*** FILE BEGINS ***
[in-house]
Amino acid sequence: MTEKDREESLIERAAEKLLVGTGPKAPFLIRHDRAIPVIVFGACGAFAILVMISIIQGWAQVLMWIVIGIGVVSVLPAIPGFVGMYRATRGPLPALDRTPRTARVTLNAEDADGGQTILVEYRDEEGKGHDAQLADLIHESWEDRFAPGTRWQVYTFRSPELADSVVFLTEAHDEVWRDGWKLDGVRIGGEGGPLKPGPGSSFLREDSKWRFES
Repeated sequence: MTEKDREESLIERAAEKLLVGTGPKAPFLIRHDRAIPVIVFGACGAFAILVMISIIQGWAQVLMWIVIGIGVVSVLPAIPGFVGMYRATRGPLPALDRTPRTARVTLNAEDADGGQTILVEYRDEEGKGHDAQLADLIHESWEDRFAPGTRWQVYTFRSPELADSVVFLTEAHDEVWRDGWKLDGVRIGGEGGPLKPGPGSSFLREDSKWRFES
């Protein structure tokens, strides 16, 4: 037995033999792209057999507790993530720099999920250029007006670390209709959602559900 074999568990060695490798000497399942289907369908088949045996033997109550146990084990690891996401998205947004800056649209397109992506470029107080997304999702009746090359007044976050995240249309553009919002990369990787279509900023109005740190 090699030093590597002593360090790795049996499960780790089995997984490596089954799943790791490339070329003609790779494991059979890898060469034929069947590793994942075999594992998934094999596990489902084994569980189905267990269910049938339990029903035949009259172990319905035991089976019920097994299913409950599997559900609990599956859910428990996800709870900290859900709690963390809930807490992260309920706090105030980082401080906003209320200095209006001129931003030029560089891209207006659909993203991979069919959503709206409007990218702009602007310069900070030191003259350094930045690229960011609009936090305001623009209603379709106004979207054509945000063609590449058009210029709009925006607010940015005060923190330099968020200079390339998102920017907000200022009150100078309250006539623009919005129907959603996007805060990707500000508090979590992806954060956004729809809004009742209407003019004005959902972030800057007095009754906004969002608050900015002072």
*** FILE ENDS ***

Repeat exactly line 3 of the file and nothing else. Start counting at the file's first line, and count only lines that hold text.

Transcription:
Repeated sequence: MTEKDREESLIERAAEKLLVGTGPKAPFLIRHDRAIPVIVFGACGAFAILVMISIIQGWAQVLMWIVIGIGVVSVLPAIPGFVGMYRATRGPLPALDRTPRTARVTLNAEDADGGQTILVEYRDEEGKGHDAQLADLIHESWEDRFAPGTRWQVYTFRSPELADSVVFLTEAHDEVWRDGWKLDGVRIGGEGGPLKPGPGSSFLREDSKWRFES